Coming forward to receive the body and precious blood is not the time for the celebrant, concelebrants or Extraordinary Ministers of Holy Communion to bestow a blessing upon those who might come forward with arms crossed on their chests. This teaching of the Church was again stated during the workshop for Extraordinary Ministers of Holy Communion held several months ago when Fr. Walter Tappe responded to questions about this issue.

I requestfully request that Fr. Greg refrain from asking people to come forward for a blessing at the same time the Liturgy instructs is to come forward to receive the body and precious blood of Christ. Certainly their are many, many other times when it is appropriate to bestow blessings - but the Liturgy of the Eucharist is not one of those times.

At 12:00 PM, Anonymous Anonymous said...

Thank you Father Greg. I was not aware that it was a mortal sin not to attend mass. I also understand now that by accepting communion when I am not in a state of grace, that I am not respecting the body of Christ. I am going to repent my sins this week and be better about attending each Sunday. I realized today that I unknowingly have slipped away from Christ and through reflection see the consequenses in my life. Thank you for helping me!

At 3:04 PM, Blogger Fr Greg said...

Anon #2, thanks for your question about an examination of conscience. I will be writing a post about this soon, but wanted to let you know that I have a good examimation of conscience for adults (and teens).

It is a brochure called "A Guide to Confession". I will leave copies of it on the table in the SAA vestibule this weekend. You can pick up one or more copies as you leave Church. Let me know if you have any questions after reading through it.

At 2:30 PM, Anonymous Anonymous said...

Hi um, Fr. Greg.. my question isnt related to your topic but i was wondering, i cant find a place to do confession where i am right now and i'll be here for an entire year, i dont speak the language, how do i receive communion again if i cant go to confession, is there a way to receive communion even if i dont go to confession??

At 1:30 PM, Anonymous Anonymous said...

I was wondering if there are any prayers that one can say in the case that mass is not accessible or if you will be arriving late to mass and you feel that it is pointless to go to mass when you are so late. Last year I was volunteering in China and mass was unaccessible. I asked a father at my parish whether it was a mortal sin and he said it was. Are there any exceptions to missing mass and if I miss mass what prayers can I say?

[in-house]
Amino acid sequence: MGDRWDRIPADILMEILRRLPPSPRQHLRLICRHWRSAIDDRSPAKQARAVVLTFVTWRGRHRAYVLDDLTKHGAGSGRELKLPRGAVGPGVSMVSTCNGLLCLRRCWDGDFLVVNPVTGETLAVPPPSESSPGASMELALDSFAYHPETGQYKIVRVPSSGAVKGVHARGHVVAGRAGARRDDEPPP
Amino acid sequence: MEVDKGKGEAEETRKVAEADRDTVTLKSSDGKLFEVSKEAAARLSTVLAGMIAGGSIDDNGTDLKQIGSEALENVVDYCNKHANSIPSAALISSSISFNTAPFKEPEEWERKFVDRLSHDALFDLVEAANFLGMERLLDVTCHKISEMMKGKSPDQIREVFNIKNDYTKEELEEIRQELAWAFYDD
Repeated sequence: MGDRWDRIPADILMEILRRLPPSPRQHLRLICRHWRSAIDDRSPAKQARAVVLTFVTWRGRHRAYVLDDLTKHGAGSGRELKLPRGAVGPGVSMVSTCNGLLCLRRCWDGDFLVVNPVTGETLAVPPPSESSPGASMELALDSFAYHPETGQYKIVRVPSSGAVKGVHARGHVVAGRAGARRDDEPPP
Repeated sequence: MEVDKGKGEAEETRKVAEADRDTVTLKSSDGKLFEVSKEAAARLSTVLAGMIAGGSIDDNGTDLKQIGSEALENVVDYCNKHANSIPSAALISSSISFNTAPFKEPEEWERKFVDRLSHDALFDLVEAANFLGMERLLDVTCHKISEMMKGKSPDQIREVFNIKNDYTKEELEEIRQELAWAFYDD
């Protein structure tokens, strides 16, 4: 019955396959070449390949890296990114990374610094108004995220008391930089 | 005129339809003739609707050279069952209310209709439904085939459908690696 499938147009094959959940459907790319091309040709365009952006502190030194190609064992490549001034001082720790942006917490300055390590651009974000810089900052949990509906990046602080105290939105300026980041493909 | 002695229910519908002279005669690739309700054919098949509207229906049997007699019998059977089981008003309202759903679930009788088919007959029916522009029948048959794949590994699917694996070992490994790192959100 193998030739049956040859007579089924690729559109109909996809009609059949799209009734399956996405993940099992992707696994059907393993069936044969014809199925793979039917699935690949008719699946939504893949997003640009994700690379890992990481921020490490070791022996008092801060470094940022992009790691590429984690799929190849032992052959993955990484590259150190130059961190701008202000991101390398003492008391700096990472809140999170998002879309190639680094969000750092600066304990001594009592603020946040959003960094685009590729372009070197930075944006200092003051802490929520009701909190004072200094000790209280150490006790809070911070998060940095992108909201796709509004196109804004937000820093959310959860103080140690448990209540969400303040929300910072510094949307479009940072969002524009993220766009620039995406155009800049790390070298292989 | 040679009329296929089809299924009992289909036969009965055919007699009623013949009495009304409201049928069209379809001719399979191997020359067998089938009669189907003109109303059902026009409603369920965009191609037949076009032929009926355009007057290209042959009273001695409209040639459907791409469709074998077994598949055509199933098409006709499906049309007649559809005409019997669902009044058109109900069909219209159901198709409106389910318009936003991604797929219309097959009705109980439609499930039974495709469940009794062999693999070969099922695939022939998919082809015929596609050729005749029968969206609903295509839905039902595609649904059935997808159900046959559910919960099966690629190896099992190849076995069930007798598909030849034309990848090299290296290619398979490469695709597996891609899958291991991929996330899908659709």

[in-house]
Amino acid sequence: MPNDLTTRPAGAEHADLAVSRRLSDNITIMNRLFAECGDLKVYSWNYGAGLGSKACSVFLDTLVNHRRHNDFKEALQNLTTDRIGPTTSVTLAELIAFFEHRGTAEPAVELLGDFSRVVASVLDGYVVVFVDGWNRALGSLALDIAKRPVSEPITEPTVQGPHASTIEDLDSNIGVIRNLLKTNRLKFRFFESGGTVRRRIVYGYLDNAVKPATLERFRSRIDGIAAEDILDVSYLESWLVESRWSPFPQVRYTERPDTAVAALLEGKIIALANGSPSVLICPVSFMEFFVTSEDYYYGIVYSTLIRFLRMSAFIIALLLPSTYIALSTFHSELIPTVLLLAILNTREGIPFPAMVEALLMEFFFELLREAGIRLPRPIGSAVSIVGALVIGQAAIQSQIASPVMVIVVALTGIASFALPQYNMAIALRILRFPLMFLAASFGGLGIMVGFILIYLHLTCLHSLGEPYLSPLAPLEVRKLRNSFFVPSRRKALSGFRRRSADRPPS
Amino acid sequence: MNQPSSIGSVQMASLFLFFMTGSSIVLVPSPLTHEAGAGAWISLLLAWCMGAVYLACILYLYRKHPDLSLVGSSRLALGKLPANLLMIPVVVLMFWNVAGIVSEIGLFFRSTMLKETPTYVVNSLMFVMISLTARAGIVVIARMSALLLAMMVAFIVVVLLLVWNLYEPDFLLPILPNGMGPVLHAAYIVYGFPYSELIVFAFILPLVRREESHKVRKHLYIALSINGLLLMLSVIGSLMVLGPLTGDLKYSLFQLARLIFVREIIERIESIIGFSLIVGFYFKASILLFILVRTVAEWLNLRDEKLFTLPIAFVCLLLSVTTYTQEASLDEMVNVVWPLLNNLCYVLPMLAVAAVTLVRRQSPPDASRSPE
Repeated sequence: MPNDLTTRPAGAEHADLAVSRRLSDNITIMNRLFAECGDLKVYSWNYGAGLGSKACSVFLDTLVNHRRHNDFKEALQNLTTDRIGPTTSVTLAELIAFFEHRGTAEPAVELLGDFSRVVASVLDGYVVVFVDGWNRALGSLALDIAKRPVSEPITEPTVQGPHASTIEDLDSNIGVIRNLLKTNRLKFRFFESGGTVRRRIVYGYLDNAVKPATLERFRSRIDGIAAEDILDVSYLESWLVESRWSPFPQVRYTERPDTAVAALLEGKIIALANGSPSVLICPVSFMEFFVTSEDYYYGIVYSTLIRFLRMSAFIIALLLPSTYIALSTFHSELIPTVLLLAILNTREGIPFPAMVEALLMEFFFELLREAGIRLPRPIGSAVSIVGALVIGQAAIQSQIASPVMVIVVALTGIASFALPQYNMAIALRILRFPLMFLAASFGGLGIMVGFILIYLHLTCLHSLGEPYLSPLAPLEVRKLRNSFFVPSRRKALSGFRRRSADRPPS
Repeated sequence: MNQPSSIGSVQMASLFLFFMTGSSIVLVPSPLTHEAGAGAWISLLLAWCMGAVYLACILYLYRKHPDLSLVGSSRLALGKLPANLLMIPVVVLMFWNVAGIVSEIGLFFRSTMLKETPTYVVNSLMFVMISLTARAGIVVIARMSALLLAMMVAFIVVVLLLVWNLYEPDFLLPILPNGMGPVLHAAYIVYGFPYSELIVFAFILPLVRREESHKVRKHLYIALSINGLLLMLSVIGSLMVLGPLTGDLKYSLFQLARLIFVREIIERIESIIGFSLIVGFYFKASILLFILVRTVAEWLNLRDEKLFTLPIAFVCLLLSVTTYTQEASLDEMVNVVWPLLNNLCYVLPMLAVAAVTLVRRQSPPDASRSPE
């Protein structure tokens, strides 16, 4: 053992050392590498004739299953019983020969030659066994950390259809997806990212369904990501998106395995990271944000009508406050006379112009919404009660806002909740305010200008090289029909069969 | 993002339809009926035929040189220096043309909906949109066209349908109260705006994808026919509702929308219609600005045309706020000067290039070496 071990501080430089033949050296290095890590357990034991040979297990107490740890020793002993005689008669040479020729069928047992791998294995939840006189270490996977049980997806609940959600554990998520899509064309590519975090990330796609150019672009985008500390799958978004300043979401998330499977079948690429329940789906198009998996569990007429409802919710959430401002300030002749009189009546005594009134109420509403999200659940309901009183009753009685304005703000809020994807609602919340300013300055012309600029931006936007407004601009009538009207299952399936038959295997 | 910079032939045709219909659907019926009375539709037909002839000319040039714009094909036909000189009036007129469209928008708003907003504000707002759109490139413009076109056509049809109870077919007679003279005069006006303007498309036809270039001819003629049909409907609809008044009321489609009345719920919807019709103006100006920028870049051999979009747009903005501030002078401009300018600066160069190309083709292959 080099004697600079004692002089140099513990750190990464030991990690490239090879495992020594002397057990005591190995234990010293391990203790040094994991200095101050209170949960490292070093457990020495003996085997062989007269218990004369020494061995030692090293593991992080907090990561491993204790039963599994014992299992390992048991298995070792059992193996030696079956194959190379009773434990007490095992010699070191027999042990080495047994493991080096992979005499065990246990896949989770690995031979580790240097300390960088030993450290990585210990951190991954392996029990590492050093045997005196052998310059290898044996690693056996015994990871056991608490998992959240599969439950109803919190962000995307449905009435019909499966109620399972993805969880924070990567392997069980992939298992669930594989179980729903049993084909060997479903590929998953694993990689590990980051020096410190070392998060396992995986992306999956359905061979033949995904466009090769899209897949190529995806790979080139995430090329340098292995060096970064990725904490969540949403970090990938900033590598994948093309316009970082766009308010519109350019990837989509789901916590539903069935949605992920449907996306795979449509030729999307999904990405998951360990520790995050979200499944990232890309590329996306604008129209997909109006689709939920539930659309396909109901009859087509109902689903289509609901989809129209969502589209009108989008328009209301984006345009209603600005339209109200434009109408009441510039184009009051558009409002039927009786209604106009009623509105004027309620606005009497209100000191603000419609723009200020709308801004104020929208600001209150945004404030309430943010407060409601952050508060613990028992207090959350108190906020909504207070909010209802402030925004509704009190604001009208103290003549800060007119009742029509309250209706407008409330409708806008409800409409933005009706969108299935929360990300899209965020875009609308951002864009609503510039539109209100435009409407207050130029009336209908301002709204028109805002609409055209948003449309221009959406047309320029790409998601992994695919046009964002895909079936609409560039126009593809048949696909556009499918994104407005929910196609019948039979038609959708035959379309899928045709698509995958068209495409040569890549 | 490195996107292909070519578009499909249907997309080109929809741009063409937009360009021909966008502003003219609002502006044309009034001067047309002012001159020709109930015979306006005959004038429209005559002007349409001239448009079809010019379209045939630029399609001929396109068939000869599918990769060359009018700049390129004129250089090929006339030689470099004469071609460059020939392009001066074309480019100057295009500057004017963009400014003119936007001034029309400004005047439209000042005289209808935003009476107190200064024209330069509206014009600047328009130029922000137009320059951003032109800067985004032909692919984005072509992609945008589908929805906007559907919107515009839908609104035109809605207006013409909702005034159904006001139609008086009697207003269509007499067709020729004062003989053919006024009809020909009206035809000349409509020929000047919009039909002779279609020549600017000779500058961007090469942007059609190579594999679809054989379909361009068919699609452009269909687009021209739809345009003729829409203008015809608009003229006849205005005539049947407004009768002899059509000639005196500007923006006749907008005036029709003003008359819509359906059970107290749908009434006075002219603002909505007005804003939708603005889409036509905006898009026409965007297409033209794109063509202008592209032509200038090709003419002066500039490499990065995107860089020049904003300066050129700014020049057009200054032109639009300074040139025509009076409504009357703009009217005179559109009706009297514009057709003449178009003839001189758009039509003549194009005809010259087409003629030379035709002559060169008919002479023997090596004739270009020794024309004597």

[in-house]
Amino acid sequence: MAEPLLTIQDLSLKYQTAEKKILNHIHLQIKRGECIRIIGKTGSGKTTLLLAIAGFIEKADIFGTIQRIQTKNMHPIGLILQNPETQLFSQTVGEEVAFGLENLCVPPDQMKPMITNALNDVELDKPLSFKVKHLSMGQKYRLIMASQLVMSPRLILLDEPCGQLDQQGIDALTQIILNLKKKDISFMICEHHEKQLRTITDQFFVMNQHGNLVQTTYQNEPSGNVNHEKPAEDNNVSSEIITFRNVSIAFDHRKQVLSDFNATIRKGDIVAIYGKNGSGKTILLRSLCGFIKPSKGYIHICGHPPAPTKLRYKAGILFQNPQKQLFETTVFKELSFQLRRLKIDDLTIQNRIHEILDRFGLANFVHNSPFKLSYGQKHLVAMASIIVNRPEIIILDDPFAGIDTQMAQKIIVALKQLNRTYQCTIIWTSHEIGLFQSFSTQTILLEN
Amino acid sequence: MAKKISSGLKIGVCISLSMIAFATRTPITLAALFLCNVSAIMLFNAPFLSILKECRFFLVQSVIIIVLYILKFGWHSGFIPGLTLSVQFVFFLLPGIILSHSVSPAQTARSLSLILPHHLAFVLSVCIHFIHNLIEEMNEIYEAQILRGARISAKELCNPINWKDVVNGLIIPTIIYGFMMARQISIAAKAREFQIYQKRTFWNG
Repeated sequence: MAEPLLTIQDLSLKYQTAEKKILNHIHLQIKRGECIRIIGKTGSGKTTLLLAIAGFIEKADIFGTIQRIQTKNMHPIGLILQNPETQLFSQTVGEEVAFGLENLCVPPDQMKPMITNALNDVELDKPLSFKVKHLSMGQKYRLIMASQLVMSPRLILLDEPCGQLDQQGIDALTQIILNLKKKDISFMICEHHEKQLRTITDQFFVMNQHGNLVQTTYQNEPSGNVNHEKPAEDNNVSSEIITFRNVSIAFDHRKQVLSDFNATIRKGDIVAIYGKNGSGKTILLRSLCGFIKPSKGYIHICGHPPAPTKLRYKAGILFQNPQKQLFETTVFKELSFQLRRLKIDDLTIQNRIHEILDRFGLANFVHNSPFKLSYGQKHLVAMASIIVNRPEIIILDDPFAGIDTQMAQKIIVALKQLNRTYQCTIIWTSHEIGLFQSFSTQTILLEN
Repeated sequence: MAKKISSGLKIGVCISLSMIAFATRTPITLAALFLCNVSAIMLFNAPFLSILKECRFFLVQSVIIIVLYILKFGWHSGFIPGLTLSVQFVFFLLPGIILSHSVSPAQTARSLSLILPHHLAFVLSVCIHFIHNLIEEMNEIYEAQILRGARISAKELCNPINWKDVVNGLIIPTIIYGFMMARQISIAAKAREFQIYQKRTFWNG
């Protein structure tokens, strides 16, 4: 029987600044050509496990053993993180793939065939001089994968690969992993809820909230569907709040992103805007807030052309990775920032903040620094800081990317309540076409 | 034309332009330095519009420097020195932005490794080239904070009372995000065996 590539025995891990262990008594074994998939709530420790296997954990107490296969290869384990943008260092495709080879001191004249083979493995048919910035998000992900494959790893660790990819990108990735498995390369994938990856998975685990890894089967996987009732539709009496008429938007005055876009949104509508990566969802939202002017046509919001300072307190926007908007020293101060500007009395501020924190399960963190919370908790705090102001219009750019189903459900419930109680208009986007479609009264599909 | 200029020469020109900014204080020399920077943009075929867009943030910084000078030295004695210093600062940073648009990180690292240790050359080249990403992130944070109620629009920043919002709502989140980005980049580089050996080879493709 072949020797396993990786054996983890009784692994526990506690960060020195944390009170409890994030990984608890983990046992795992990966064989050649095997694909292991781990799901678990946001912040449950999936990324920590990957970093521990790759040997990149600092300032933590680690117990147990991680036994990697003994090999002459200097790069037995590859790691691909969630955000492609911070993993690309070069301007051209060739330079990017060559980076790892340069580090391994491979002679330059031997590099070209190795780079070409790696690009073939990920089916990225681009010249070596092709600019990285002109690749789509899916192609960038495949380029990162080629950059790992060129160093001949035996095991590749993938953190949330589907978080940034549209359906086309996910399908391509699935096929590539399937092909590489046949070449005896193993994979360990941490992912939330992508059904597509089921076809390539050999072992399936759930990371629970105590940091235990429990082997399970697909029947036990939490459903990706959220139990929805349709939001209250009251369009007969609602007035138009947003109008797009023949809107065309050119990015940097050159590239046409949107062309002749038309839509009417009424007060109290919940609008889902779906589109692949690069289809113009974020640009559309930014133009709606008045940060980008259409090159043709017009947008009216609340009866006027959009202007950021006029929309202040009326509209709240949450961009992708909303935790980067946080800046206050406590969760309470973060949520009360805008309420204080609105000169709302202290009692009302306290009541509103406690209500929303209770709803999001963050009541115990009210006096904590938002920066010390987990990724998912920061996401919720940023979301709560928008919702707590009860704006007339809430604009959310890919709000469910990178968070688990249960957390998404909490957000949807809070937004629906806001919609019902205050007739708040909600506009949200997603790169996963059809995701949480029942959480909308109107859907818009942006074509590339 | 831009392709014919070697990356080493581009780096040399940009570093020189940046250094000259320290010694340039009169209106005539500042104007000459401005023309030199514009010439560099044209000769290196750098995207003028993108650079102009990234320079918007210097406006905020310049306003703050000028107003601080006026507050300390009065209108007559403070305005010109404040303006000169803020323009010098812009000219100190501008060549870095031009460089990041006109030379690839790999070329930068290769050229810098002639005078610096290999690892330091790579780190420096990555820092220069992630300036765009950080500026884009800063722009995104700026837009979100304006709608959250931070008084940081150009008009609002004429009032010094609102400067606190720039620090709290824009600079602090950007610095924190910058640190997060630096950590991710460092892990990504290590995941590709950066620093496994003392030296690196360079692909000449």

At 4:40 PM, Blogger kevin said...

Why is missing mass considered to be a mortal sin. How many people are attending church just because of this rather than because they want to.

Would jesus prefer me to spend that hour helping others? Having grown up a strict catholic, i like many others stopped going to church once i left school, but am now going back with my children. I am beginning to question whether Jesus would prefer me to spend the hour with my child doing christian things such as helping others or attending mass.

At 11:48 PM, Anonymous Anonymous said...

If you knew before the vacation that there was no church there and you could not attend mass and you still decided to go, is it a mortal sin?

At 10:44 PM, Anonymous Anonymous said...

Do non catholics commit mortal sin by not going to mass on sunday, also who made that law.Tom.

At 6:16 PM, Anonymous Anonymous said...

Saying that an individual shouldn't come forward to receive a blessing during Eucharist is not only unfair but judging someone without understanding why they are coming forward. Please do not suggest to anyone how they should worship-that is immoral. Secondly, please Fr. Greg submit a scripture that supports this. I am a practicing Catholic but am at odds with the Church's opinion and while some of those teachings are backed by scripture, others as in this topic may lack that support.

At 9:44 PM, Blogger Fr Greg said...

1 Cor 11:25-27....Merry Christmas!